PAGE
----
Remember the days when all you had to do to usher in a rush of new clients was run a Facebook campaign or a Groupon offer? Those days are long gone. The market is becoming saturated, and fitness facilities are popping up on every corner, each wanting a piece of the pie. Also, consumers are becoming more educated about fitness; they’re more cautious about where they spend their hard-earned exercise dollars—and for good reason!
Too often, yoga and group fitness instructors are so eager to teach that they say yes to any class they can squeeze into their schedule. Tatiana Kolovou, MBA, owner of Ethos Cycling in Bloomington, Indiana, is among those who believe you shouldn’t undervalue your skills in order to do something you love. “There are many jobs that have strong purpose, and the individuals who do them have passion, and many of them make a lot of money,” Kolovou says.
Whether you are an owner of a brick and mortar fitness space or an independent fitness professional, your business’s location can be a major factor in your success. According to a study conducted by New York based marketing firm distillery, using the data from cell phone location tracking logs, the average gym-goer has a short 4 mile drive to their gym. The distance will vary by style of facility but the longest distance reported in the study was only 6 miles.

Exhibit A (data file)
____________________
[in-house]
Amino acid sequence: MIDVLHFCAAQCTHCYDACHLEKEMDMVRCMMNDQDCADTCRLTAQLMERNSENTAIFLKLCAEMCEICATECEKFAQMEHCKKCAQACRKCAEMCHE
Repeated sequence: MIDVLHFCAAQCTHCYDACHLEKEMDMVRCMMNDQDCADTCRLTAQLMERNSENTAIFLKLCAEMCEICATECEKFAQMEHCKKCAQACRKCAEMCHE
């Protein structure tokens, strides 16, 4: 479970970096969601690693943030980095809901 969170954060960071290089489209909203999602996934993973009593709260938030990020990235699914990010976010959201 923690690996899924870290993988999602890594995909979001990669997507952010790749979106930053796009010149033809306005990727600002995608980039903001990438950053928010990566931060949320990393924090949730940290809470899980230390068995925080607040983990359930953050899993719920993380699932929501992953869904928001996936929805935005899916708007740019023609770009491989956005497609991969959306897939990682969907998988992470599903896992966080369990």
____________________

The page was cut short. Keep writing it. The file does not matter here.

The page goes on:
In North America—and around the world—people are suffering or dying from the ravages of chronic lifestyle diseases that are mostly preventable. It’s troubling to write those words as a flat statement of fact, especially in an era of such astonishing medical advancements paralleled with a daily firehose of new health research that further pressure-washes what we already know.
Are you excited about helping people to transform their lives through health coaching? You’ve educated yourself, earned certifications, gained practical experience and are ready to start your business. What’s next?
Do you worry about the financial impact of getting sick or injured? Does taking a vacation mean a financial loss for you? As a studio owner or fitness entrepreneur, you have only so any hours in the day to market and run your business and focus on your own professional education and development.